When you are passionate about something, it is not merely something that you care about. It is something that strikes you to the very core of your being. It is something that strikes you in the pit of who you are. When you are passionate about something, seeing it decimated causes cracks to form in your heart. Sometimes you get a mixture of white hot fury, sadness, and even joy. You become angry when people tell you to “chill out” or when they call your something “less than,” “not important,” or “not that big of a deal.” You can feel sadness and even pity because of those around you who cannot see its value, and deep down inside you cannot shake the thought that they are missing out. When you feel joy it can be because either you see other people around you start to get ahold of the untamed fire that’s been raging in your belly, or you start to see positive change happening in that thing you love so dearly. Passion is so powerful, because even if the emotions fade, you still hold the convictions of your thing, whatever it may be in the forefront of your mind and in the marrow of your bones. Even after the sun has gone down your mind will not let you stray from that conviction that holds you so tightly to what it is you do. Passion goes far beyond caring about something. You can care about something and not have a passion for it. E.g. I care about the fact that our education system in many ways fails its students. But I am not passionate about it. You don’t find me at the rally of every PTA meeting. You don’t find me in the classrooms teaching, to try to make a difference that way because that is not where my passion lies. Passion is like love. You don’t do it for the feelings; you’re not in it for the untamed fire. You do it because life without it isn’t much of a life. You do it because you’re driven to like a compulsion. You do it because it is your obsession in the core of your heart, and in the depths of your soul and mind. Passion is what pushes us forward despite the doubts and questions and fears.
In many ways, I feel rather unqualified to give any type of relationship advice given the fact that I am now almost 23 years old and still single. However, I like to think that seeing so many failed marriages and relationships around me has given me some insight. So, perhaps you won’t write me off just yet, dearest reader?
In college I was surrounded by girls who were in love with the idea of relationships and love. I wanted to slap all of them. I wanted to slap them because the way that they talked it made it seem like love/marriage/romance was this shiny toy that they had to have. So many people talking about “getting a ring by spring!” or meeting their future spouse at a conference. Whenever people around me start talking about this I never contribute to the conversation. It’s just not something that I like talking to a group of people about, even if I’ve known them for a couple years. It’s nothing personal. Just, not a me thing. But one thing that I’ve noticed and I feel bears some thinking about is the romantic way my friends, classmates, co-workers, and society in general through movies and books, etc. present love. I once heard it said that our society doesn’t love love. It loves the idea of love. I find this to be very true, and one question I feel is fair to ask is meant to challenge our mindset. Yes, part of being in love is going on romantic walks on the beach at sunset (if that’s your thing), going to the movies, a warm kiss at midnight, etc. But the part that is often swept under the rug is the fact that relationships are work. Relationships aren’t all sunshine and rainbows. Sometimes there are cloudy days. Sometimes there are cyclones. When you’re in an intimate relationship (intimate as in one where you truly show who and what you are, not having sex), you’re going to find yourself in these cyclones. And you’re not always going to handle them with the grace of a ballerina. Sometimes, the cyclones bring out a side to you that you may prefer to keep hidden. As opposed to putting up a front or a mask to try to make yourself seem “perfect” to the person you are involved with, what if we tried something different? If you are single and thinking about being in a relationship with someone, here is a fair question to ask yourself before you ask them on the first date: can I share my demons with this person? I’m not saying share as in you’ll both have them. I’m saying share as in will you be honest and say there is this side of me, there are these dark things in my past that I’m not too proud of. Now, granted, it’s probably not a good idea to share all your skeletons on the first date. But it is a good idea to enter into a relationship knowing that there are going to be times when the side of you that you aren’t so proud of is going to come out. And it’s I think healthy to confront that right away lest you give yourself or your partner the idea that you will have this perfect relationship because the only thing you’ll ever have to worry about is the occasional white lie.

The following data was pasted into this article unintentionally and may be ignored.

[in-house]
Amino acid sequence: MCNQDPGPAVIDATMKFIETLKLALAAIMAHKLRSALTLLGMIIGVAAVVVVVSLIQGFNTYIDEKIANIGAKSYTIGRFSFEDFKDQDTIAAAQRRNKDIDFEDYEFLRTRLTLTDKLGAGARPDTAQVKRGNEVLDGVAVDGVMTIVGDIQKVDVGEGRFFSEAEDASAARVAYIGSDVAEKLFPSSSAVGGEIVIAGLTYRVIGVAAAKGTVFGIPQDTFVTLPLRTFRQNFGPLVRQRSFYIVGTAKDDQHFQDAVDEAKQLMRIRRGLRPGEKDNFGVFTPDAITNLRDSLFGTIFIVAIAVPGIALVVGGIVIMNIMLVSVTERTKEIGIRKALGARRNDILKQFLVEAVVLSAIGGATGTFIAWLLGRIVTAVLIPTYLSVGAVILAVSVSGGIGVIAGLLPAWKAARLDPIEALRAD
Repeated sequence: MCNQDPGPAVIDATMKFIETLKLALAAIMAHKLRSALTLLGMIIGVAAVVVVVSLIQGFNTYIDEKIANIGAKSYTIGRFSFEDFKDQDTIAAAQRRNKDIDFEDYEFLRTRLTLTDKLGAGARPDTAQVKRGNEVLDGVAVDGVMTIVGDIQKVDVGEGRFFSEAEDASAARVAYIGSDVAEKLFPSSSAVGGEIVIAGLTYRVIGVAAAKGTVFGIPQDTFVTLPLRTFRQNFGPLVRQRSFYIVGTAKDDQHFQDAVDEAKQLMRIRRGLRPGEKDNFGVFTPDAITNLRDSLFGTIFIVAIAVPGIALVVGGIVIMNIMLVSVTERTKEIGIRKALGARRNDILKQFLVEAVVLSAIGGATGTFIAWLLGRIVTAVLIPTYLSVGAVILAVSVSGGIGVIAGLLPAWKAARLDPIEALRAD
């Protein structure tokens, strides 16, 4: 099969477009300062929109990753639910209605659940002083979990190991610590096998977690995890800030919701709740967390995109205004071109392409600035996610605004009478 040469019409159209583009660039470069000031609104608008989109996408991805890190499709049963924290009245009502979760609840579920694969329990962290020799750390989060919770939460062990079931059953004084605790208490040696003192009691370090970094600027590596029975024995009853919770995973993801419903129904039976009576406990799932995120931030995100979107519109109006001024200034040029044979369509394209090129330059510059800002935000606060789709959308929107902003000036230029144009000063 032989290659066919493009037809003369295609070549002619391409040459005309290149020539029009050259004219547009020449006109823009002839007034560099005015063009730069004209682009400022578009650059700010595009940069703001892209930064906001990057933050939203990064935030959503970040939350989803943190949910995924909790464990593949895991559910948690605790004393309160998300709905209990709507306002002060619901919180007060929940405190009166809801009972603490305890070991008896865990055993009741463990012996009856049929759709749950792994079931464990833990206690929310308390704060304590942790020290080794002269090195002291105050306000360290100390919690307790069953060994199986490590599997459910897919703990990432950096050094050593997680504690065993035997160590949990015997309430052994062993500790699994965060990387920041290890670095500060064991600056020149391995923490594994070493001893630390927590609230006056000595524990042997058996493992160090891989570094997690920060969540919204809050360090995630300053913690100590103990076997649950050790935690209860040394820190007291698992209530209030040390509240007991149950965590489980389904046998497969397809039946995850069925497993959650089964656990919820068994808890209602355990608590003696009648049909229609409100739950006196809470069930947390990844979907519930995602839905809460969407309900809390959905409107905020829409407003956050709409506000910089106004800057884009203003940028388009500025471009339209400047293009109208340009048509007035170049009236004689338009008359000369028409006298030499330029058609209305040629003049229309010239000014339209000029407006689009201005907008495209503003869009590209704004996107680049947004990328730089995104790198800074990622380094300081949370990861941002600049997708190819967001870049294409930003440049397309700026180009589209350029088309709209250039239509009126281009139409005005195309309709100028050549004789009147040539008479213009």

Disclaimer: In terms of the skeletons in our closets, one should always use discernment as far as when to share what. I’m not going to tell you what is or is not acceptable to be upfront and share right away. An example of when or what kinds of things would be talked about would be in the “boundaries” discussion.